Magazine article Oceanus

Putting H2O in the Ocean

Magazine article Oceanus

Putting H2O in the Ocean

Article excerpt

The Hawaii-2 Observatory is the first long-term, mid-ocean seafloor observatory

A major obstacle impeding our ability to understand many of the earth's fundamental, ongoing dynamics-quite frankly-has been a dearth of electrical outlets and phone jacks on the seafloor.

On land, scientists have long been able to plug in instruments to take long-term measurements of earthquakes, variations in Earth's magnetic field, and other episodic or continual geophysical processes. However, deploying instruments in the ocean, and on and below the seafloor, presents unique challenges. First, expeditions to remote ocean regions are more expensive and time-consuming, and they depend on the limited availability of ships. Marine scientists also must contend with corrosion problems peculiar to ocean environments. And without those oceanic outlets and phone jacks, scientists have had limited capacities to supply power to instruments and to store data recorded by them out in the middle of the ocean.

As a result, the record of land-based measurements contrasts starkly with the near-total absence of long-term geophysical data from the seafloor. Since the earth is mostly covered by ocean, that has been like trying to monitor the dynamics of a household, for example, by observing events in only the living room and one bedroom. But in 1998, we seized an opportunity and took a long-sought, significant first step toward opening the relatively unexplored submerged regions of our own planet to more thorough examination. Beneath 5,000 meters of water midway between Hawaii and California, a submarine telephone cable called HAW2 (Hawaii-2) stretched across the seafloor. Laid by AT&T in 1964, the cable conveyed trans-Pacific telephone calls until 1989, when it broke near California. Moving toward fiber-optic cable technology, AT&T decided not to fix HAW-2 and donated it to the incorporated Research Institutions for Seismology (IRIS), a consortium of 91 research centers, for the benefit of the scientific community.

Like a long extension cord, the cable could deliver ongoing electrical power to the seafloor. It could also provide a means for two-way, shore-toseafloor communications to operate instruments remotely and to get data-both in real time. The combination made the retired cable well-suited for a second productive career. In 1995 the National Science Foundation provided funding to develop the technology to take advantage of HAW-2's potential.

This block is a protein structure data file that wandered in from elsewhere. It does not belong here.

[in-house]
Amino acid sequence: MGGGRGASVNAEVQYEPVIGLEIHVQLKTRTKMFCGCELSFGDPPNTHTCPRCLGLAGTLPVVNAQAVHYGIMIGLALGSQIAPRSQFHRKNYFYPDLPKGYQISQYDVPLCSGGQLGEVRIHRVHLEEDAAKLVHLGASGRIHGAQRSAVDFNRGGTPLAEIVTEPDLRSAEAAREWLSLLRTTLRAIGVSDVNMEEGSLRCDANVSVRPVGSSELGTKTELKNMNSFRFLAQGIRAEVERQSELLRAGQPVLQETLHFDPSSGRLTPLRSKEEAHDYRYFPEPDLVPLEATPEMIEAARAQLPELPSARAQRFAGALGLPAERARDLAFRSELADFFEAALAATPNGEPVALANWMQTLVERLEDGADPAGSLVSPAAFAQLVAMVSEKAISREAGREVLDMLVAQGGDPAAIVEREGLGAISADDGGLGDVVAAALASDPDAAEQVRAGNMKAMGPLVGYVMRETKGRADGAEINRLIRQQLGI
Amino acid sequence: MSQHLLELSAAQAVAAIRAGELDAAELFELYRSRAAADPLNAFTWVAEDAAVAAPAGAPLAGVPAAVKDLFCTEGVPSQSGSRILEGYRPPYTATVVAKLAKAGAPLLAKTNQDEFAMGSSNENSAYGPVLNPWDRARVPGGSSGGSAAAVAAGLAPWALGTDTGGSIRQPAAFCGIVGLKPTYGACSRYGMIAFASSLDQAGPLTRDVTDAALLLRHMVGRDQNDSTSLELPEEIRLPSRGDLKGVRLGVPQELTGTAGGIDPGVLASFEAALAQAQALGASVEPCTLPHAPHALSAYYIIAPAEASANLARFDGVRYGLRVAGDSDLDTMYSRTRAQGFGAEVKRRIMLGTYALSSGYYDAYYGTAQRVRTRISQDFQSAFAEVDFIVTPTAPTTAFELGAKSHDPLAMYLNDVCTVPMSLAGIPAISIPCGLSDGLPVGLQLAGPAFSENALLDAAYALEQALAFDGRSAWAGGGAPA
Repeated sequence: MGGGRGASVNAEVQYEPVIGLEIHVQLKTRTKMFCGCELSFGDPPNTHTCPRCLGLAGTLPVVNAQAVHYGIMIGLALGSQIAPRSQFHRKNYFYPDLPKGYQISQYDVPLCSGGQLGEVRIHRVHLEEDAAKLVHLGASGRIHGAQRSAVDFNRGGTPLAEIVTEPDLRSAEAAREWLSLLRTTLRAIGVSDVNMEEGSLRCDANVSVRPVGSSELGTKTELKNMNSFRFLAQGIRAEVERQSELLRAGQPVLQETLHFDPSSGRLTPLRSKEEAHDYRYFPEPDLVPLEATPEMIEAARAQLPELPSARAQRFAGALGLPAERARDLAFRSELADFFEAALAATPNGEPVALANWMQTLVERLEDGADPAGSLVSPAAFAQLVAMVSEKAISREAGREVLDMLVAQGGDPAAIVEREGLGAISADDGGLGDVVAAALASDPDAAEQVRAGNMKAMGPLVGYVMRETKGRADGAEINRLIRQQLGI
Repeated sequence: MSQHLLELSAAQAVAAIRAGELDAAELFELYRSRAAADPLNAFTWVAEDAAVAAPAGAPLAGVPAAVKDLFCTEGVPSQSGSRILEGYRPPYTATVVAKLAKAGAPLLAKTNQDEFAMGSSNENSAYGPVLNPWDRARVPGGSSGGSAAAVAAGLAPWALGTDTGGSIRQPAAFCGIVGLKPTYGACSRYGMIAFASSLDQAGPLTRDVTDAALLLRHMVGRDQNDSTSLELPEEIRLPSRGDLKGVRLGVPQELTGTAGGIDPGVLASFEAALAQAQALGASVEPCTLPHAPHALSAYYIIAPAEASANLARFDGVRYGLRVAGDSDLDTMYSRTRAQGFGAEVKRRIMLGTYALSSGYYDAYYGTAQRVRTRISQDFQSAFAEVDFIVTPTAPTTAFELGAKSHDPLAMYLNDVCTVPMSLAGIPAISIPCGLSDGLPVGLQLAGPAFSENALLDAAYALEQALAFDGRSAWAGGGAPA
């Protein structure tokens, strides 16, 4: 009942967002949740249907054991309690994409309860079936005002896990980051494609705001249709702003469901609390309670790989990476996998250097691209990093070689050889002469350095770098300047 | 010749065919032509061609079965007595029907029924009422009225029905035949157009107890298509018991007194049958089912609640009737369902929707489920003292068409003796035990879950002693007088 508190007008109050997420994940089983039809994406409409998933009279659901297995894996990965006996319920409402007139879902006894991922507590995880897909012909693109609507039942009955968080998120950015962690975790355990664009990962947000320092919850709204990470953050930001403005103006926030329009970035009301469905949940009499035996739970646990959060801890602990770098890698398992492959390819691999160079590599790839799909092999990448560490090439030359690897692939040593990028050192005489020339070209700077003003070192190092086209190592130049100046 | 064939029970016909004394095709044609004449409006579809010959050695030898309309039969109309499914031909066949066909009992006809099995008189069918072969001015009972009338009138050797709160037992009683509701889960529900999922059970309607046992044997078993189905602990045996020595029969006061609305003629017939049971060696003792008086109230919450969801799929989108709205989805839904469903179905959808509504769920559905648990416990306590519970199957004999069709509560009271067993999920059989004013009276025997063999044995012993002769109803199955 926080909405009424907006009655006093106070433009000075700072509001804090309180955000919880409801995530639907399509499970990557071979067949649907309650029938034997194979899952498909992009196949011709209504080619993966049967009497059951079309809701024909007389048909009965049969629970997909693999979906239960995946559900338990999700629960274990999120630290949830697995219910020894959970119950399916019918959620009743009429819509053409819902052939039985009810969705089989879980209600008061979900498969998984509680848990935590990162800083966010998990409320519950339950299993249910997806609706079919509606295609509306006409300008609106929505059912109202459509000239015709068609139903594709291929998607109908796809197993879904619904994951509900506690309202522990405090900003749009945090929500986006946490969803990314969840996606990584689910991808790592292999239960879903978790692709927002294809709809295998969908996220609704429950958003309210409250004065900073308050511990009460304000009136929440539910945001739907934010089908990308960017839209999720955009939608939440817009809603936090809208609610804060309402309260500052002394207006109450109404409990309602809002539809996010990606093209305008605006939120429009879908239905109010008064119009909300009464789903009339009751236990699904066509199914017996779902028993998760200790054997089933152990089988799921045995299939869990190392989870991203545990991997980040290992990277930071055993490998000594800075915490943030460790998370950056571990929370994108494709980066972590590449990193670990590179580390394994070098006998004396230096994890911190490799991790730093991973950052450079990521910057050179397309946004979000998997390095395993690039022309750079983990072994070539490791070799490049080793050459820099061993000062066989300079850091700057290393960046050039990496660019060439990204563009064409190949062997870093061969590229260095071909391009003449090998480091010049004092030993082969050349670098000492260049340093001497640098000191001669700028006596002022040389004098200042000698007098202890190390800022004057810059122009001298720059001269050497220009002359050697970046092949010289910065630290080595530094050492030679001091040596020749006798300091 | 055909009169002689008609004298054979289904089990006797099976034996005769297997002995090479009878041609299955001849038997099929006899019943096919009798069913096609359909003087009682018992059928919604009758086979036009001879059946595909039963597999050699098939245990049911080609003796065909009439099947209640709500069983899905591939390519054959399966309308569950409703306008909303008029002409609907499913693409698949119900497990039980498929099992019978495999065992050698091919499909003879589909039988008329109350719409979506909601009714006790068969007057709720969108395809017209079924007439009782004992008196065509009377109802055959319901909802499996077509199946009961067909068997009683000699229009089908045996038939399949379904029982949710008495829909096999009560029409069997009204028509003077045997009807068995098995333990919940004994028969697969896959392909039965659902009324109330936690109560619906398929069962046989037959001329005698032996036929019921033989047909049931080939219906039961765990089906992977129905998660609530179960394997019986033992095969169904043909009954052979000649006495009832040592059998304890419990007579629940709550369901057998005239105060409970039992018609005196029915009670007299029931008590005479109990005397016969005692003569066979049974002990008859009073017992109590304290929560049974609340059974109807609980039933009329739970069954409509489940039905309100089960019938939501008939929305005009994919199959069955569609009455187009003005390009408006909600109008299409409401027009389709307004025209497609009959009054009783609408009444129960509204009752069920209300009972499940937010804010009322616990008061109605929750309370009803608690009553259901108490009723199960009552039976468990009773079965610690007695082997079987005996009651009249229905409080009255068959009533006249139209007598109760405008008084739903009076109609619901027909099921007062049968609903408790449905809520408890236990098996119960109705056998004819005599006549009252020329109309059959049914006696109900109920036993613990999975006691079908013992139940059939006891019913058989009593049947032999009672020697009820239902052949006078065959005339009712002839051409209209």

Using corrosion-resistant titanium and plastic, we built a junction box to be spliced into one end of the HAW-2 cable. The junction box was designed to provide six simple wetmateable connectors, into which scientists could plug standard instruments with existing deep-submergence vehicles. No longer constrained by low power, limited internal data recorders, and temporary deployments, the instruments for the first time would be able to take continuous measurements of slowly evolving Earth processes in the deep ocean. They could also transmit data on rapidly occurring events, such as earthquakes, in real time. In 1998, the dream of the world's first long-term, mid-ocean seafloor observatory became a reality, with the establishment of H20, the Hawaii-2 Observatory.

H2O was also in a scientifically ideal site to place a high-priority instrument: a seismometer to record seismic waves generated by earthquakes. Seismologists analyze these waves to locate and study earthquake sources. And-much the way physicians use ultrasound and CT (computerized tomographic) scans to obtain images of tissue inside human bodies-seismologists can also examine seismic waves traveling through Earth's layers to glean information about the structure and properties of rocks in ocean crust, and in Earth's inaccessible mantle, outer core, and inner core.

The key to improving all these studies is getting more high-quality measurements from more angles. But the current Global Seismographic Network (GSN) has been entirely land-based. …

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